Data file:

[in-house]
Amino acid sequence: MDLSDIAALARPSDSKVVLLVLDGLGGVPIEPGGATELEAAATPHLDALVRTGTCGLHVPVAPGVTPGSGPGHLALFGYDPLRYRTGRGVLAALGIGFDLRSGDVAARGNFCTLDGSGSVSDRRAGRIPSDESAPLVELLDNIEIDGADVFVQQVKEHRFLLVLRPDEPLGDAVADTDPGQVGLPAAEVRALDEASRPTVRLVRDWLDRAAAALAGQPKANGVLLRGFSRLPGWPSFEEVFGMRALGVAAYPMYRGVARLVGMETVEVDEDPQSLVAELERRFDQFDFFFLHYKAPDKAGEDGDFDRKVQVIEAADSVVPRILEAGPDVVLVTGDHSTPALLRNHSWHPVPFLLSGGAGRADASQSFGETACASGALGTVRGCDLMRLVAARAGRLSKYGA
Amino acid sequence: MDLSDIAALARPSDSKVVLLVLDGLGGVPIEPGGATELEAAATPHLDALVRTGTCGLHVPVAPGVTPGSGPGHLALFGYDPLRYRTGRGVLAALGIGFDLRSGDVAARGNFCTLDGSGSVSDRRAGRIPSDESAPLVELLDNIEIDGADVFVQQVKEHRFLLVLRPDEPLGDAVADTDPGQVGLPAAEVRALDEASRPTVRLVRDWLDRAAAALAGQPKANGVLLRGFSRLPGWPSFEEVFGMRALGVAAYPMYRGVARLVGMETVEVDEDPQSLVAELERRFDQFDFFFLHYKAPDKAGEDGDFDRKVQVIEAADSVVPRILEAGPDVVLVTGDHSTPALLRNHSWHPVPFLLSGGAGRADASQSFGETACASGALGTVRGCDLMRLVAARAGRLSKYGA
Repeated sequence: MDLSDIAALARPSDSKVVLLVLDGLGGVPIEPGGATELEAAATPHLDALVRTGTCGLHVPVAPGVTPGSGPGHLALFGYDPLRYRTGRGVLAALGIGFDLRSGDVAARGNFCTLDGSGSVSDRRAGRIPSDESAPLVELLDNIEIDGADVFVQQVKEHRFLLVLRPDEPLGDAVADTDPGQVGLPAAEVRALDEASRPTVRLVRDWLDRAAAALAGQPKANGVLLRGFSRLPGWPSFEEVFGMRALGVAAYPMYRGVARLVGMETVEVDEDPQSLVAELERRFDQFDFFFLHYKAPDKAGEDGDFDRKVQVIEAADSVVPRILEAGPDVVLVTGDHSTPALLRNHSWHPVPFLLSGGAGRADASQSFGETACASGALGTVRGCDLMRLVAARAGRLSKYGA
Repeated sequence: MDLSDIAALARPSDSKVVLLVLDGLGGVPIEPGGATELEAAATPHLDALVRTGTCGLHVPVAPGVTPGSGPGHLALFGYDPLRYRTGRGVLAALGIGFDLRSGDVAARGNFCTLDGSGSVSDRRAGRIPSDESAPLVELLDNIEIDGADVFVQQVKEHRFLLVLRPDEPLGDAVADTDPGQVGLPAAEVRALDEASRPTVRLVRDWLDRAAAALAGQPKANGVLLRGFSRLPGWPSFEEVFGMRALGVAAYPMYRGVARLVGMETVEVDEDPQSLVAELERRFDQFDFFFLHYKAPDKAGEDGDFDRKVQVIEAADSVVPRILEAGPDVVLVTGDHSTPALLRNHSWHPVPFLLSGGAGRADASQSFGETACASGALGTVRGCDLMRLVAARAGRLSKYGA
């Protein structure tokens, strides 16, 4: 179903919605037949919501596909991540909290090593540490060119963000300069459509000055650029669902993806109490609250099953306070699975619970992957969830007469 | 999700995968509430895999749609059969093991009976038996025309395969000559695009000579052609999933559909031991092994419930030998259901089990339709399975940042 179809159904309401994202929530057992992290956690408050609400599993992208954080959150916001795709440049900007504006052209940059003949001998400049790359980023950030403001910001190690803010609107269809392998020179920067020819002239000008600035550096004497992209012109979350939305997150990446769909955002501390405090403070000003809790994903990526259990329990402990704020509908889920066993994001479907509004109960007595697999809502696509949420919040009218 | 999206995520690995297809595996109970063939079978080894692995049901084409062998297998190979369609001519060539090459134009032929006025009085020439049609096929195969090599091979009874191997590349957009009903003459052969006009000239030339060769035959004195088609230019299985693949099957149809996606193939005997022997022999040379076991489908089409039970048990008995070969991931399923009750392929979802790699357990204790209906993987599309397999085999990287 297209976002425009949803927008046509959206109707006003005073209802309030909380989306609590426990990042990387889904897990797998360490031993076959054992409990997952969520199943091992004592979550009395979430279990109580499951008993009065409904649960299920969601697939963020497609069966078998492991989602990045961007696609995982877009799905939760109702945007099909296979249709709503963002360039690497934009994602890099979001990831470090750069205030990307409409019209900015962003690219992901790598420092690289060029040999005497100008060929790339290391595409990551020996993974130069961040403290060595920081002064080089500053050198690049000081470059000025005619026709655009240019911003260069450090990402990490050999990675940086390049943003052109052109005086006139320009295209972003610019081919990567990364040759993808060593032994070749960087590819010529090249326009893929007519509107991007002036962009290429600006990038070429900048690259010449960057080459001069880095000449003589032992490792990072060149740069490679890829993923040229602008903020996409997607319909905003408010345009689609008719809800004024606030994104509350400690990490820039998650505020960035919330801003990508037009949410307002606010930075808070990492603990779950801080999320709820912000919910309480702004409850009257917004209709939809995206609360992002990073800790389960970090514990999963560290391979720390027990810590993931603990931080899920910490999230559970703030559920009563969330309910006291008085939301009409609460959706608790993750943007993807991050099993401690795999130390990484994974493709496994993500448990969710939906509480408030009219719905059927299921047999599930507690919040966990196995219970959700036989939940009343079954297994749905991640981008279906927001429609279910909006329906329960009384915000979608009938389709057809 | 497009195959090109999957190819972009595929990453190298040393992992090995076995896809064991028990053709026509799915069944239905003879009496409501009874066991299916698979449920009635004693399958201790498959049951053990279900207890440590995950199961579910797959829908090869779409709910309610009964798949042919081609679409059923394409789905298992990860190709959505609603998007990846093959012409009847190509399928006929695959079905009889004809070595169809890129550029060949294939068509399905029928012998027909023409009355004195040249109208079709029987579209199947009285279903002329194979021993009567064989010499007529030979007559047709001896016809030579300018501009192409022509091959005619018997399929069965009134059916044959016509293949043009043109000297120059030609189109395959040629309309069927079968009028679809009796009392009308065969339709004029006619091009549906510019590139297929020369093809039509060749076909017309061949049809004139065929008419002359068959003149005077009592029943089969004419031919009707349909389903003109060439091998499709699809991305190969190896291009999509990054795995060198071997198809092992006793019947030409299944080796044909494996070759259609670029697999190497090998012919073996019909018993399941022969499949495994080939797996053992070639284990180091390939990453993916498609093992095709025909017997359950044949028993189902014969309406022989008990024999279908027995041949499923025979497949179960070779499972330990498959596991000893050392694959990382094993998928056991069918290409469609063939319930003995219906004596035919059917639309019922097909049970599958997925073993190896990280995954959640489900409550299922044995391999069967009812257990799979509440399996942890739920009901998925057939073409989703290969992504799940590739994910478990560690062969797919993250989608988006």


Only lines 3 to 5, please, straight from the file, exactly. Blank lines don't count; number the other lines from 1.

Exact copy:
Amino acid sequence: MDLSDIAALARPSDSKVVLLVLDGLGGVPIEPGGATELEAAATPHLDALVRTGTCGLHVPVAPGVTPGSGPGHLALFGYDPLRYRTGRGVLAALGIGFDLRSGDVAARGNFCTLDGSGSVSDRRAGRIPSDESAPLVELLDNIEIDGADVFVQQVKEHRFLLVLRPDEPLGDAVADTDPGQVGLPAAEVRALDEASRPTVRLVRDWLDRAAAALAGQPKANGVLLRGFSRLPGWPSFEEVFGMRALGVAAYPMYRGVARLVGMETVEVDEDPQSLVAELERRFDQFDFFFLHYKAPDKAGEDGDFDRKVQVIEAADSVVPRILEAGPDVVLVTGDHSTPALLRNHSWHPVPFLLSGGAGRADASQSFGETACASGALGTVRGCDLMRLVAARAGRLSKYGA
Repeated sequence: MDLSDIAALARPSDSKVVLLVLDGLGGVPIEPGGATELEAAATPHLDALVRTGTCGLHVPVAPGVTPGSGPGHLALFGYDPLRYRTGRGVLAALGIGFDLRSGDVAARGNFCTLDGSGSVSDRRAGRIPSDESAPLVELLDNIEIDGADVFVQQVKEHRFLLVLRPDEPLGDAVADTDPGQVGLPAAEVRALDEASRPTVRLVRDWLDRAAAALAGQPKANGVLLRGFSRLPGWPSFEEVFGMRALGVAAYPMYRGVARLVGMETVEVDEDPQSLVAELERRFDQFDFFFLHYKAPDKAGEDGDFDRKVQVIEAADSVVPRILEAGPDVVLVTGDHSTPALLRNHSWHPVPFLLSGGAGRADASQSFGETACASGALGTVRGCDLMRLVAARAGRLSKYGA
Repeated sequence: MDLSDIAALARPSDSKVVLLVLDGLGGVPIEPGGATELEAAATPHLDALVRTGTCGLHVPVAPGVTPGSGPGHLALFGYDPLRYRTGRGVLAALGIGFDLRSGDVAARGNFCTLDGSGSVSDRRAGRIPSDESAPLVELLDNIEIDGADVFVQQVKEHRFLLVLRPDEPLGDAVADTDPGQVGLPAAEVRALDEASRPTVRLVRDWLDRAAAALAGQPKANGVLLRGFSRLPGWPSFEEVFGMRALGVAAYPMYRGVARLVGMETVEVDEDPQSLVAELERRFDQFDFFFLHYKAPDKAGEDGDFDRKVQVIEAADSVVPRILEAGPDVVLVTGDHSTPALLRNHSWHPVPFLLSGGAGRADASQSFGETACASGALGTVRGCDLMRLVAARAGRLSKYGA